Lasting Words of Encouragement

Click here to read Acts 20.

Paul had experienced incredible ministry while he stayed in Ephesus. He also experienced hardships and turmoil.

One of the things I love about the life of the Apostle Paul is how, according to the scriptures, kept his joy amidst everything he endured. Think about it. He was jailed, beaten, harassed, plotted against, and more. How would you feel like responding after this kind of treatment? Paul refused to let the joy of Jesus Christ out of his heart and life. Just read the letter to the Philippians as a great example of the joy of Jesus and how his life was completely changed. Our can be this way too.

Joy. That’s a word we don’t always seem to understand. Joy is more than simply being happy. Joy is from deep down in our soul. It’s one of the fruits of the Spirit Paul writes about in Galatians 5 (love, joy,…). This is able to see and experience the Kingdom of Heaven among everything that is going on around us. Can you grasp how awesome that is?

Not only does Paul keep experiencing this joy, that comes from God’s grace through the Holy Spirit; but he is continually working so others may know of true joy also. This can really only come into our lives after we experience the amazing grace of God through Jesus Christ.

As Paul proclaimed the gospel, he endured so much; but he keeps his focus on the one true Christ. This is what he hopes continues on, within the people, after he sails away on to his next mission.

Paul has to tell his beloved Ephesians he is going away and will not be back to see them. I’m am sure he is as heartbroken as they are. Even though he will not be with them, he encourages the people to basically stay true to the gospel message of Jesus the Christ.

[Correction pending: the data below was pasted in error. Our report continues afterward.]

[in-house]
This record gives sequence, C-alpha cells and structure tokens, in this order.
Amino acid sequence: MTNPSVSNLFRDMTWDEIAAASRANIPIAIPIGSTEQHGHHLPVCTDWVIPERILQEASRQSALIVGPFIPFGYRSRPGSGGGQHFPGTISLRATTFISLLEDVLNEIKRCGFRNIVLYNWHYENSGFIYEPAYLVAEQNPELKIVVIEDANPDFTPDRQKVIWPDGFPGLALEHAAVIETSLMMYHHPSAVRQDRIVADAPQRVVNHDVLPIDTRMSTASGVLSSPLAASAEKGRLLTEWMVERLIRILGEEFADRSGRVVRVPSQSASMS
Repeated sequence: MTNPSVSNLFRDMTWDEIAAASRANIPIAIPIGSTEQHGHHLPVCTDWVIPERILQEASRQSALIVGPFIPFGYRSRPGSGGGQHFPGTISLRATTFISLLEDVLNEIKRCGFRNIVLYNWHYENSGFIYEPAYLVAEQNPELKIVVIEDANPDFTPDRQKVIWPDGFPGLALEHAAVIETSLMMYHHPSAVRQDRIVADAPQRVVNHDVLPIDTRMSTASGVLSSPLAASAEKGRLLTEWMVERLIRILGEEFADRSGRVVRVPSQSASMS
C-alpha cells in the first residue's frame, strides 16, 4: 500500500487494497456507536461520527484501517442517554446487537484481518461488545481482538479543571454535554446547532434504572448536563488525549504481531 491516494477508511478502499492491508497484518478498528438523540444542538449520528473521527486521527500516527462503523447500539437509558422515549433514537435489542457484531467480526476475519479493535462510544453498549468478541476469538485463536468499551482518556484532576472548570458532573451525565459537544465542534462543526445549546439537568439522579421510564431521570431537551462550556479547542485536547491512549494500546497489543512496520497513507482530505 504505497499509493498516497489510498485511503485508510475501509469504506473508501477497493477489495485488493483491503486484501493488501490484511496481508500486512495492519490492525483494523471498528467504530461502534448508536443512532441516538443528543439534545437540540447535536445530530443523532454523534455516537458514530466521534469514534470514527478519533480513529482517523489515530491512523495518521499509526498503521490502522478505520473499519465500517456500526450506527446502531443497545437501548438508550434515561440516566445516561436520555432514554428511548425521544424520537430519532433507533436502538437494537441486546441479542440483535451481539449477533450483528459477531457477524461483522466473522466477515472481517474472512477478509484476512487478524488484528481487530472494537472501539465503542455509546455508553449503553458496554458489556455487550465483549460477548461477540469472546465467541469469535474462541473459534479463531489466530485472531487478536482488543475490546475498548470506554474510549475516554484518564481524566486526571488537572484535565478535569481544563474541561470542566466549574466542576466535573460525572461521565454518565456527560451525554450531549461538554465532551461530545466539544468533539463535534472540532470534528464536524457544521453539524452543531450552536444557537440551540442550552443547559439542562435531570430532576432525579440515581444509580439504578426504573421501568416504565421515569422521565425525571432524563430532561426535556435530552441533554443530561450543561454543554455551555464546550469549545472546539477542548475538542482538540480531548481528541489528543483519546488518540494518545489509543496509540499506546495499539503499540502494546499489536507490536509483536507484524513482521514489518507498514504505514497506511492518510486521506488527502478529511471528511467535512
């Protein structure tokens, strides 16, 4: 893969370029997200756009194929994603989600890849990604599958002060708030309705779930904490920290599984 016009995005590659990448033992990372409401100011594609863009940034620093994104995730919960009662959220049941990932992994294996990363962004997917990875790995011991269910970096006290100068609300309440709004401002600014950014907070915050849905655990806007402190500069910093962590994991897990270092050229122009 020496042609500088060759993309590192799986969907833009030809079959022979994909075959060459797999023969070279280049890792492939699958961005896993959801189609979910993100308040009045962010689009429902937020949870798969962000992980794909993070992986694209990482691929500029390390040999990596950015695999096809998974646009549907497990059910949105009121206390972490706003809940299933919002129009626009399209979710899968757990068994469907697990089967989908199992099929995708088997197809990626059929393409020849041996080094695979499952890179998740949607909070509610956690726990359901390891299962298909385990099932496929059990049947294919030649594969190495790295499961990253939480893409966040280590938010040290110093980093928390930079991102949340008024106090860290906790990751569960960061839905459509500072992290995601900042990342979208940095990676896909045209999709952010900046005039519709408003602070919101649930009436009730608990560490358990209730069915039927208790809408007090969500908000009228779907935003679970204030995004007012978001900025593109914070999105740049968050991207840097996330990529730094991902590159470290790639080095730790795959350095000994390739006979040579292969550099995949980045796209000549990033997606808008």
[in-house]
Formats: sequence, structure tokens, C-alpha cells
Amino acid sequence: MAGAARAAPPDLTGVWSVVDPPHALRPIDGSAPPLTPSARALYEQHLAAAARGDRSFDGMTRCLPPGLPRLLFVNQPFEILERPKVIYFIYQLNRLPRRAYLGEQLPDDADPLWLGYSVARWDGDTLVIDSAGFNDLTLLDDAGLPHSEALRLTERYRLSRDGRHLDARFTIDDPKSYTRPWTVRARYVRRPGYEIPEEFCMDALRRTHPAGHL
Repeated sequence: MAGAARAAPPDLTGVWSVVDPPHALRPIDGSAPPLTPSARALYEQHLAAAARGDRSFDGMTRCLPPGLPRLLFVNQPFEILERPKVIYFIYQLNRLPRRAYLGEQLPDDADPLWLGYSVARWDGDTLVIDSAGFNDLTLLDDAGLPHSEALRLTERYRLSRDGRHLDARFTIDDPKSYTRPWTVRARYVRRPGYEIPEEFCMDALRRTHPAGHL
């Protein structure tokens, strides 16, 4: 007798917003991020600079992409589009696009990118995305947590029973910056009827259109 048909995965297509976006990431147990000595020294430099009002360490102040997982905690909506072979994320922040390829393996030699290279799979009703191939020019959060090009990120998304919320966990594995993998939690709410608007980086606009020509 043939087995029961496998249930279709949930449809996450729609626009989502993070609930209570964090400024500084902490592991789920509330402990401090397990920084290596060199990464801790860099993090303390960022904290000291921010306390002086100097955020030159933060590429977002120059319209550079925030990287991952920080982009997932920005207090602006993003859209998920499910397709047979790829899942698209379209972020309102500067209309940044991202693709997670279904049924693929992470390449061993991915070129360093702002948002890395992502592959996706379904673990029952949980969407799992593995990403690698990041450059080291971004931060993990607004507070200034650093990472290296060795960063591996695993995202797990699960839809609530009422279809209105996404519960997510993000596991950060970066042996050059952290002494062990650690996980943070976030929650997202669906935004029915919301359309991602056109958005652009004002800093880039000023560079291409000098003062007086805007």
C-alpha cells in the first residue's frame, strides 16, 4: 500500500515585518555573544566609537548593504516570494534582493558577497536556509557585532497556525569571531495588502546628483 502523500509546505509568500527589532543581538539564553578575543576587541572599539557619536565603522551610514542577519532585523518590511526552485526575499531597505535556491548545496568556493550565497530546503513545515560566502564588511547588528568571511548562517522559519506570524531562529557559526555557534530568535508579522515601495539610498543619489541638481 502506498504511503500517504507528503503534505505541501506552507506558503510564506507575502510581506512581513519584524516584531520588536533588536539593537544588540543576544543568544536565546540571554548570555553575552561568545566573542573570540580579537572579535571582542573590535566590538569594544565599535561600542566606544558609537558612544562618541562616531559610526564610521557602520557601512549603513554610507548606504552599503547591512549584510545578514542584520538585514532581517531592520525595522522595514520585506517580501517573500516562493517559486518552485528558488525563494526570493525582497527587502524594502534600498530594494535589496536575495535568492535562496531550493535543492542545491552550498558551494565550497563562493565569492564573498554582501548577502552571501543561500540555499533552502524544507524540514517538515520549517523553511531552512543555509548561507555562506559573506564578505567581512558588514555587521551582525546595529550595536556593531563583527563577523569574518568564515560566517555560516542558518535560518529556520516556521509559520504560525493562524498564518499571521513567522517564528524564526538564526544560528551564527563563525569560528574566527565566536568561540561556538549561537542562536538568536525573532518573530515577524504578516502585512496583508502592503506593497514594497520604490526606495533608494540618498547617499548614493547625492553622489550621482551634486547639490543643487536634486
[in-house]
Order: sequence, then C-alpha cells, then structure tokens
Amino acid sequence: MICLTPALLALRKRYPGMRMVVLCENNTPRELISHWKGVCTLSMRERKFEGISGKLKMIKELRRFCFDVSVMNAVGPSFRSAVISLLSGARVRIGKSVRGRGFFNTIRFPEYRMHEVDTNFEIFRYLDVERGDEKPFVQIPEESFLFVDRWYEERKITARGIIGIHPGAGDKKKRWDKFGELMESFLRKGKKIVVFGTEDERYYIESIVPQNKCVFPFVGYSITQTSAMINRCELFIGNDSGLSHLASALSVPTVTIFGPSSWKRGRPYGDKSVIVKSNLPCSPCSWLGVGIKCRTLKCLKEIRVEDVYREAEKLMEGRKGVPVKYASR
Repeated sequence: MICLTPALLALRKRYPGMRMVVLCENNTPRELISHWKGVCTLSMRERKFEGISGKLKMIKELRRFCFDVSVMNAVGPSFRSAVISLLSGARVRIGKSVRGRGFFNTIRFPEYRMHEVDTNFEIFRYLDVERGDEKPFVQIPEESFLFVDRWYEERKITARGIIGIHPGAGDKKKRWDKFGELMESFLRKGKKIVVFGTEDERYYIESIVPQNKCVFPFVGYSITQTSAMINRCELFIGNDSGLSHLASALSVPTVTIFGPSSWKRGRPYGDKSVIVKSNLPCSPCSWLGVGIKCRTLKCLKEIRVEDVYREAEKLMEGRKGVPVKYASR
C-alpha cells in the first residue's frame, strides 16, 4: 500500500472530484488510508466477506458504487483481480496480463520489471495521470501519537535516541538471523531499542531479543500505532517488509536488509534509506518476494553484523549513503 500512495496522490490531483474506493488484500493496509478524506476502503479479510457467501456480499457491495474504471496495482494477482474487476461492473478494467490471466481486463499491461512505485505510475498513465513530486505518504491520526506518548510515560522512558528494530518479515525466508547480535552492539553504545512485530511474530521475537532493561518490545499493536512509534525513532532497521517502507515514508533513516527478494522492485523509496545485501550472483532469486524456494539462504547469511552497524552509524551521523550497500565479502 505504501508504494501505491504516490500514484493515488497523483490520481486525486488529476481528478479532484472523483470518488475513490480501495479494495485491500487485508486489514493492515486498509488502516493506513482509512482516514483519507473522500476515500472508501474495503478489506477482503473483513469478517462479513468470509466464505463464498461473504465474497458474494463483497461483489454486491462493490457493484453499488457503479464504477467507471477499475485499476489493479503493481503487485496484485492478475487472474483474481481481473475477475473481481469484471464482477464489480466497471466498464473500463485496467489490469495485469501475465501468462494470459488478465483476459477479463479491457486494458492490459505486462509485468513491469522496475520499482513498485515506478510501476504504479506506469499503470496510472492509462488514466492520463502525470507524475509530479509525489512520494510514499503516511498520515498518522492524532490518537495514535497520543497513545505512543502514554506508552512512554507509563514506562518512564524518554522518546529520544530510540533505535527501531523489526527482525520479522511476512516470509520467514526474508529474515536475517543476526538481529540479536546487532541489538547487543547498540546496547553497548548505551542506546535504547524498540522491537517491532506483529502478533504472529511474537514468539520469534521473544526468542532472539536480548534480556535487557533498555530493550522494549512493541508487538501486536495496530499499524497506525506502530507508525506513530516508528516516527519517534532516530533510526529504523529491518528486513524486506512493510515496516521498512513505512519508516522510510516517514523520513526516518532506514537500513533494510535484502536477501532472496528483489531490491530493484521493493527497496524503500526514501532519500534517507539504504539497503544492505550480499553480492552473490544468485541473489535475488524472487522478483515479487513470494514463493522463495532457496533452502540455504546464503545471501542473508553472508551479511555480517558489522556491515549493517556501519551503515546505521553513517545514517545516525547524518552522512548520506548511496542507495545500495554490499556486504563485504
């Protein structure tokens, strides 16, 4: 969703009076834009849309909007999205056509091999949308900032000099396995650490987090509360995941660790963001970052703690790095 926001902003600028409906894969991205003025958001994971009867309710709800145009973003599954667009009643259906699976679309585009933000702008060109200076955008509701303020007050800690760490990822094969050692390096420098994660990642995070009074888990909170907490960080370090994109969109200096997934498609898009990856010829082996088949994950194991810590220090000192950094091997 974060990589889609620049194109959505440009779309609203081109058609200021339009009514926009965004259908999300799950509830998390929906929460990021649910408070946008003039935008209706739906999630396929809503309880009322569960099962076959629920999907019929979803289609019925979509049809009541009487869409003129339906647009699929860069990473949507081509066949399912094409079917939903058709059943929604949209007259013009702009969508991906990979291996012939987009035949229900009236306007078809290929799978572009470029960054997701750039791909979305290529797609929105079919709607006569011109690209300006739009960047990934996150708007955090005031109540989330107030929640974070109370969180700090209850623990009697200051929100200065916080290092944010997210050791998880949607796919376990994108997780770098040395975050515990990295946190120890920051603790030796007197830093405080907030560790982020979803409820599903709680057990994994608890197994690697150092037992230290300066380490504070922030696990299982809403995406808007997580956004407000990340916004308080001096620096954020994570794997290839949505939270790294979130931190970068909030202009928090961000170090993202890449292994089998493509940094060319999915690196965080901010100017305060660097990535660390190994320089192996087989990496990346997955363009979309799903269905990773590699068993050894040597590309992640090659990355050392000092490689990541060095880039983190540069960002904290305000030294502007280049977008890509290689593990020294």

Do you think you could say similar words to the people around you? Reread his speech here:

“You know how I lived among you the whole time I was with you, beginning with the first day I arrived in the province of Asia. I served the Lord with great humility and with tears in the midst of trials that came upon me because of the Jews’ schemes. You know I held back nothing that would be helpful so that I could proclaim to you and teach you both publicly and privately in your homes. You know I have testified to both Jews and Greeks that they must change their hearts and lives as they turn to God and have faith in our Lord Jesus. Now, compelled by the Spirit, I’m going to Jerusalem. I don’t know what will happen to me there. What I do know is that the Holy Spirit testifies to me from city to city that prisons and troubles await me.But nothing, not even my life, is more important than my completing my mission. This is nothing other than the ministry I received from the Lord Jesus: to testify about the good news of God’s grace. I know that none of you will see me again—you among whom I traveled and proclaimed the kingdom. Therefore, today I testify to you that I’m not responsible for anyone’s fate. I haven’t avoided proclaiming the entire plan of God to you. Watch yourselves and the whole flock, in which the Holy Spirit has placed you as supervisors, to shepherd God’s church, which he obtained with the death of his own Son. I know that, after my departure, savage wolves will come in among you and won’t spare the flock. Some of your own people will distort the word in order to lure followers after them. Stay alert! Remember that for three years I constantly and tearfully warned each one of you. I never stopped warning you! Now I entrust you to God and the message of his grace, which is able to build you up and give you an inheritance among all whom God has made holy. I haven’t craved anyone’s silver, gold, or clothing. You yourselves know that I have provided for my own needs and for those of my companions with my own hands. In everything I have shown you that, by working hard, we must help the weak. In this way we remember the Lord Jesus’ words: ‘It is more blessed to give than to receive.’”